SA surveyors seek planning law reform

By on 1 October, 2013

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South Australia’s surveyors are calling for changes to the State’s Development Act to give home owners greater certainty about boundaries before they commence major upgrades to their homes.

The Surveyors Board of South Australia says it will be making submissions to an Expert Panel considering changes to the State’s Planning system to prevent boundary disputes that could potentially cost home owners thousands of dollars.

The State Government set up an Expert Panel to review the State’s Planning system earlier this year.

It is expected to report to Government and State Parliament by the end of next year.

Mr Michael Nietschke, the Board’s Chairman, said there was currently no requirement for home owners to check their boundaries before commencing major home upgrades and extensions.

“Home owners often seek to maximise their property by building right up to the boundary,” he said.

“Usually they assume that the fence is the boundary.

“Unfortunately, this is not always the case, especially in older suburbs which may not have been surveyed for decades.

“We are aware of increasing numbers of instances where people have built on or close to what they thought was the boundary, only to find later that they had encroached on their neighbour’s land.”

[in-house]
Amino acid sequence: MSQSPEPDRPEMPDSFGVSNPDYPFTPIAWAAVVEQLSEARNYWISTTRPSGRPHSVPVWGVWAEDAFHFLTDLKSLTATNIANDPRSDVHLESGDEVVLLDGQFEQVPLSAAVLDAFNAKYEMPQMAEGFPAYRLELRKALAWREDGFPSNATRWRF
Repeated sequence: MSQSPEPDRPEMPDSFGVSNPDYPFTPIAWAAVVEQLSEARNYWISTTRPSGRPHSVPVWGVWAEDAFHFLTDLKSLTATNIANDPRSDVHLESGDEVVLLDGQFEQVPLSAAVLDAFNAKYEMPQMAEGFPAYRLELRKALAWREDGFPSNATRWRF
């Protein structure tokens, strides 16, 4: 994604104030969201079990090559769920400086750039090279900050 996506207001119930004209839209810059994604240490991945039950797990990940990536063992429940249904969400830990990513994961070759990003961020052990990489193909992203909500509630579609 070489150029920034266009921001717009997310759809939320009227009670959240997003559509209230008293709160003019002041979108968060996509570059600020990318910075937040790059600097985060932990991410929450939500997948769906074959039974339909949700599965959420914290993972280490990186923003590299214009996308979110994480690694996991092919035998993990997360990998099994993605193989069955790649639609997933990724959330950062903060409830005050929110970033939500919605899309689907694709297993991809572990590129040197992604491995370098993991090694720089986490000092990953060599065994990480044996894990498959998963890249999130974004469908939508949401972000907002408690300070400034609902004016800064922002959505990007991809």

Mr Nietschke said the consequences for getting it wrong could be severe. The offending homeowner could potentially be liable for thousands of dollars in compensation, or could even be ordered to remove the encroaching part of the building.

He said the Surveyors Board would seek changes to the Development Act to require anyone wishing to undertake building work near title boundaries to get a boundary survey undertaken by a licensed surveyor before any work could commence.

This would go a long way to preventing any later boundary disputes.

“While most encroachments are usually only a matter of a few centimetres, there have been cases where this has been metres,” he said.

Mr Nietschke said that boundary disputes could end up in the Supreme Court, which had a range of options to overcome the problem, including requiring the encroachment be removed or ordering a land division.

Where this took place, the person who had encroached on the land of their neighbour was required to pay compensation based on three times the value of the land transferred.

“In older established suburbs where land values are high and blocks are large, this can easily run into thousands of dollars in compensation,” Mr Nietschke said.

“Where an encroachment subsequently prevents a neighbour from being able to sub-divide, further compensation also may have to be paid.

“It’s a case where stepping over the line can cost home builders thousands of dollars.

“The Surveyors Board believes the most efficient way around this would be to require anyone planning to build on or close to a boundary to have a licensed surveyor undertake a boundary survey.

“Given that boundary issues are one of the major causes of neighbourhood disputes, this may also help prevent many arguments from flaring.

“The State Government has previously said it is not prepared to introduce compulsory boundary surveys before the sale of a house, but we are hopeful it will introduce compulsory boundary surveys where applications are made by people wishing to build on or close to the boundary.

“It will ultimately save taxpayers money.”

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